Sunday, 3 May 2015

Morris mechanics

So I proposed (in all seriousness) a campaign called Morris based around Generic Patriotism, urban occultery and hitting things with sticks. Nobody has expressed the slightest bit of interest, which will in no way prevent me from going on about it (how very thematic).

I proposed using existing systems to play Morris, but let's pontificate about other options anyway.

There are a couple of main strands to the game as I see it. It's basically urban fantasy, after all. One side is therefore dealing with weirdness. The other side is getting on with life. These two frequently conflict: weirdness demands your attention at inconvenient times, while Real Life has a bucketload of emotional and practical demands that cause problems in tackling weirdness. Buffy Summers and every costumed superhero ever know this. You have to skip the school play to prevent the boundaries of reality from collapsing; you can't patrol the town borders because if you miss one more deadline you'll be out of a job; your family think you're either a worthless drunk or mixed up in gangs because you're always staggering home at 2am with fresh cuts and reeking of peculiar incense.

Broadly speaking, characters here need two "skillsets". I use the term advisedly, since it doesn't necessarily mean you need skills as such, or even anything. But characters need tools for interacting with weirdness, and tools for interacting with normality, and they may not be the same or even similar. From this point I'll use "The Morris" to mean anything associated with the mysteries and duties of the Morris, and "Normality" for everyday problems.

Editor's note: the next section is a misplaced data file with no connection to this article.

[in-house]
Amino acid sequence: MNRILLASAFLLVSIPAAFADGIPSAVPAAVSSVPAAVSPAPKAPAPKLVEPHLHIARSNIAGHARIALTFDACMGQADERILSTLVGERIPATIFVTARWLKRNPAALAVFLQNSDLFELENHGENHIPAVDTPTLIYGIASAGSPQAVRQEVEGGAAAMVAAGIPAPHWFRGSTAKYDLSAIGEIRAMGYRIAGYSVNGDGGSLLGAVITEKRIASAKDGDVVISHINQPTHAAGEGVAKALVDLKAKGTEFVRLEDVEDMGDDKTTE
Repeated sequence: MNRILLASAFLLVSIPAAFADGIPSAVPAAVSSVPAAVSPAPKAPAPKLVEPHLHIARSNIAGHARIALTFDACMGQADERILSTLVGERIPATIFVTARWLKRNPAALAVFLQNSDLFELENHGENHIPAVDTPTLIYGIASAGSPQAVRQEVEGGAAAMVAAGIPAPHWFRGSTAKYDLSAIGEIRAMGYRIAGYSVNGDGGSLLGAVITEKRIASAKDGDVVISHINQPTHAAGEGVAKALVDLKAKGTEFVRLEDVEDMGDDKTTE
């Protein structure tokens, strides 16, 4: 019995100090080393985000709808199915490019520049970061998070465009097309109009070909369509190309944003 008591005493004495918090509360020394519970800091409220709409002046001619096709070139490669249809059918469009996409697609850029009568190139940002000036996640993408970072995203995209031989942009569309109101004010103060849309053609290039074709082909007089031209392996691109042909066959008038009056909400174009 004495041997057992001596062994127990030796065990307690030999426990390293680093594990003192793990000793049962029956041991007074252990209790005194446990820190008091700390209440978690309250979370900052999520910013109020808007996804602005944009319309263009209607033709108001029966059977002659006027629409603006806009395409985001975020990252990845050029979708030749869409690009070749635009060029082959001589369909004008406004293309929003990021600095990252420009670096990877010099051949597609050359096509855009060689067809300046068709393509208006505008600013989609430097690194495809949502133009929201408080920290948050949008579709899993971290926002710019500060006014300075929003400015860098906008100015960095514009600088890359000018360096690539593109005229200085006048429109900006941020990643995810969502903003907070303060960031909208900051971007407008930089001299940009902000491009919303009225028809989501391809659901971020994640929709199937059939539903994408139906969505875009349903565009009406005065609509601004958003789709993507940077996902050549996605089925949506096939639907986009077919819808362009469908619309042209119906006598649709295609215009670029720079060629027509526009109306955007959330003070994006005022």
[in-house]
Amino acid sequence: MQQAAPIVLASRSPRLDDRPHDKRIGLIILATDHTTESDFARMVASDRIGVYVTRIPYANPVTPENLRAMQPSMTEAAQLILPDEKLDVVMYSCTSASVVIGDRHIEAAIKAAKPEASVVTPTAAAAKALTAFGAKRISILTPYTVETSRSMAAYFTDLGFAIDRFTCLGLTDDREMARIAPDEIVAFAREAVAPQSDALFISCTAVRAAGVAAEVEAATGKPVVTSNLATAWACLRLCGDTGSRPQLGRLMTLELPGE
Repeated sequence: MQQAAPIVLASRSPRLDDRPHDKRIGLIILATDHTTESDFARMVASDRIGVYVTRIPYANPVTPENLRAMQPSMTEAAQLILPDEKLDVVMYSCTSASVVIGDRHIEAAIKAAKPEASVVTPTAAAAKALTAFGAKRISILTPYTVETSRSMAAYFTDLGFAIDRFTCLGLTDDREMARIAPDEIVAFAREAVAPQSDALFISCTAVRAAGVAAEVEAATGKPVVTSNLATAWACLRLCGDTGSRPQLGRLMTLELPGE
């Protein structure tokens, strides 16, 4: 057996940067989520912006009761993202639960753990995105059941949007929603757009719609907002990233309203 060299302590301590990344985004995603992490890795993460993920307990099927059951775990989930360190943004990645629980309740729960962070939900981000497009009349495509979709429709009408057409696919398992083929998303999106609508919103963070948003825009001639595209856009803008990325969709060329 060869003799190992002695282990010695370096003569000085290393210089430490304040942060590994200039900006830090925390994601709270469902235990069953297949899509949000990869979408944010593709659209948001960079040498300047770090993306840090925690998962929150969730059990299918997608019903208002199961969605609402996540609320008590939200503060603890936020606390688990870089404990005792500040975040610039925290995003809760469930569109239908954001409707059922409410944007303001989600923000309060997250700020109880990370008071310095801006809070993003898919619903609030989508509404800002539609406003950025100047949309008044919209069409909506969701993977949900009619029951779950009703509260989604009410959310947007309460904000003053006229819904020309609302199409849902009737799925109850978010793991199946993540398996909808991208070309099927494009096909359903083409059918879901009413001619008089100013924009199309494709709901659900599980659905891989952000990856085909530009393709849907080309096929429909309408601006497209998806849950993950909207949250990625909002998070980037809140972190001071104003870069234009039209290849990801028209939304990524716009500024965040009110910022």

The Morris

So in the Morris, I forsee PCs doing things like:

  • Considering supernatural problems (some kind of evaluate-y knowledge-y skill)
  • Performing Morris dances and similar rituals to control supernatural balances, replenish wards, banish spirits and so on. Being the central theme of the game, I'd like this to actually get some game time, so it either wants to be a challenge with absolutely minimum input from skills but lots of roleplaying, or a whole series of planning, setup and execution rolls.
  • Hitting things with sticks. I mean, you're going to be doing that, come what may. But I think it should be different from Morris dancing itself. It's like the difference between waltz and jujitsu. In the dance, stick-wielding is part of a complex series of occult gestures and energy transfers. In a fight, it's bopping gremlins on the head with something heavy.
  • Dealing with spirits. The Morris have to treat with neutral entities, keep friendly ones onside, and confront hostile ones. I feel like this isn't either normal people skills (which might be relevant in normal life) or simple occultery. There's a mixture of knowing about spirits, reading auras, understanding how to address spirits, knowing what to offer, and sheer chutzpah. Spirits like rituals and rules, so a lot of this (like dealing with royalty) is about knowing or intuiting those.

There are nine Arts to the Morris, each representing one skill important in preserving the balance of occult power.

  • Witchery - knowledge and use of occult secrets
  • Whackery - the art of Morris stick-fighting
  • Jiggery - performance of ritual dance steps
  • Pokery - the ritual use of the stick, sword and handkerchief
  • Frippery - preparation, repair and use of ritual costume
  • Mummery - performance of ritual roles and sacraments
  • Mockery - the art of intimidating, browbeating and provoking spirits, and manipulating them through pride
  • Drollery - the art of entertaining and befriending spirits, and manipulating them through liking
  • Flattery - the art of placating and bargaining with spirits, and manipulating them through pity, vanity and obligation

Naturally, this game will require the creation of a ruleset for correctly performing dances, recovering from missteps, improvisation, and using these to produce the appropriate occult vibrations. I am not sure if any games already feature dance-simulation mechanics, and further research is needed here.